Post-drenchings: Ten Songs

The monsoon has arrived here, in Delhi and around. We’d had a parched and hellish June, the heat seeming to grow more unbearable—and then, suddenly, one morning we woke to an overcast sky. Grey clouds looming, and soon, rain. Except in my childhood (when I remember going out in the rain to play, with the express purpose of getting thoroughly soaked), I’ve never really liked getting wet in the rain. Come the monsoon, I don’t venture out without an umbrella. In our car, we always have an umbrella or two to spare (our latest acquisition in that department is a golf umbrella, large enough to accommodate two adults). If I should by some chance get caught in the rain—a rare chance, indeed, given the precautions I take—I will bolt for the nearest shelter, even if it consists of six inches of overhang.

The last thing that occurs to me is to sing.

Not so in Hindi cinema, where getting wet (almost always in pouring, roaring thunderstorms that come out of a clear blue sky) is invariably a precursor to bursting into song. For various reasons.

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Ten of my favourite ‘Aaja’ songs

Or, to put that better: Hindi film songs that begin with the word “Aaja”.

Let me give the background for this. My daughter, ever since she was a baby, has always had an ear for music. All you had to do was turn on the music (or start singing) and she’d start wiggling her shoulders. When she began walking, the dancing became rather more vigorous—and the first song she totally fell in love with was Aaja aaja main hoon pyaar tera. The very first time she heard it (and she hadn’t even started talking coherently yet), she joined in at the end: “Aaja, aaja!” After that, every time she’d do a little wriggle and say “Aaja, aaja!” we knew she wanted to listen to some dance music.

So, Aaja. Literally, ‘Come!’ Though I’ve always puzzled over why aaja—which combines aa and jaa, and should create a paradox—and not simply aa? Does the imperativeness, the urgency (which is invariably a part of Hindi love songs that use aaja in the lyrics) come through more when the word is aaja and not aa?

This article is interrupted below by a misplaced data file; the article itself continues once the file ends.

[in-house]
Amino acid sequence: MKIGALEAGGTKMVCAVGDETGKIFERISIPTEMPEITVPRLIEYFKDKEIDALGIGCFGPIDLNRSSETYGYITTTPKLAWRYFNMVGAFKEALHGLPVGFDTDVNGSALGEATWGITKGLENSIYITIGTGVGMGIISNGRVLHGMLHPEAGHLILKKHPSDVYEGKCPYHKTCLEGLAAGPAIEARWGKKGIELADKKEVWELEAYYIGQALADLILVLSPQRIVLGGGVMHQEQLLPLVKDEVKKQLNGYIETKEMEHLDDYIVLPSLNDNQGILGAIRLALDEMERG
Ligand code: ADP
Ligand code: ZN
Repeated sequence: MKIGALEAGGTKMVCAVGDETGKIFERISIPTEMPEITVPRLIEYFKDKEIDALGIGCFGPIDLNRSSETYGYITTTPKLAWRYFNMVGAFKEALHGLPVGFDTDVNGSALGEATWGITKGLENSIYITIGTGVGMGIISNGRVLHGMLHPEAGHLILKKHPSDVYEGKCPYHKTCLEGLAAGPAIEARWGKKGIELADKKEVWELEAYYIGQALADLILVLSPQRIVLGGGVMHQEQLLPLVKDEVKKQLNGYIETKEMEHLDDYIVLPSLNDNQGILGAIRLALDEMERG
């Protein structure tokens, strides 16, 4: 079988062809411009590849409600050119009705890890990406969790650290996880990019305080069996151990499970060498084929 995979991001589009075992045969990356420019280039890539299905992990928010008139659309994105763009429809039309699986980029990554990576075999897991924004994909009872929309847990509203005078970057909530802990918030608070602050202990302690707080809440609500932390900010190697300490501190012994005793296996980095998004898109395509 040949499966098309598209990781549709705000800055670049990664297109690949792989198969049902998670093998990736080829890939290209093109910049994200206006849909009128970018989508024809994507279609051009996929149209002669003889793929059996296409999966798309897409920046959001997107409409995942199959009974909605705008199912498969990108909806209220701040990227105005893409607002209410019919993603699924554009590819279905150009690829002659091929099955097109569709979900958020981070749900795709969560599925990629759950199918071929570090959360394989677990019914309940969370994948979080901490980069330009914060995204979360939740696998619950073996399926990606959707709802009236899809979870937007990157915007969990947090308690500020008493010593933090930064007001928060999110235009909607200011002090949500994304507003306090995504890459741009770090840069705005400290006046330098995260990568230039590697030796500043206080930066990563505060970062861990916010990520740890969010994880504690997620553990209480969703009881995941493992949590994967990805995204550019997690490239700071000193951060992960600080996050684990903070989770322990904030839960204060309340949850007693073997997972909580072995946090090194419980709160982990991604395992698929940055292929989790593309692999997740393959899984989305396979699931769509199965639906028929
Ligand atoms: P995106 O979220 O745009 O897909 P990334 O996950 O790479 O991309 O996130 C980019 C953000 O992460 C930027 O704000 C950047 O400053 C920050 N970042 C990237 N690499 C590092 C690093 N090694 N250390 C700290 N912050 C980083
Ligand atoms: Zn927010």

Aaja songs

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Top Ten Songs Sung by Actors Themselves (or by Singers Appearing Onscreen) – Guest Post by Abhik

Some weeks back, fellow blogger and reader Abhik Majumdar suggested an idea for a song list: songs actually sung by (not merely lip-synched by) actors. Not singer-cum-actors, but people who were known only for their acting. I couldn’t think of too many songs that would fit my criteria (and those I could think of, were more often than not, from films I hadn’t seen). It did sound like an interesting topic, though (and wouldn’t it be fun to hear the singing voices of people we invariably ‘heard’ only in the voices of playback singers?). So I took the easy way out: I asked Abhik to do a guest post. And here it is. Since this one’s a guest post (and atithi devo bhava and all that…), I allowed Abhik a bit of a free hand. No need to stick completely to my blog’s time lines, for example.

Over to Abhik:

Madhulika’s blog is what a friend calls a ‘time black-hole’ – you get completely immersed randomly browsing through, and then you’re left wondering just where all that time went. Some time I had suggested to her a ‘top-ten’ post on actors singing their own songs or singers appearing onscreen. Most generously, she responded by asking me to do a guest-post instead.

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Lata in Ten Moods

When I did the Rafi in Ten Moods post a few months back, Stuartnz suggested I also do a Lata Mangeshkar post sometime. It’s taken a good deal of thought, since—like Rafi—Lata also has such a huge corpus of work, it’s impossible for me to pick my ten favourite songs. This, therefore, is the easy way out. It’s a list of ten songs in ten different moods. Not Lata’s ten best songs, but ten songs that showcase her voice, in every emotion from joy and playfulness to heartbreak and deep sorrow. These are all from pre-70’s films that I’ve seen (Pakeezah is the exception, but I never count that as a 70’s film—for me that’s very 60’s).

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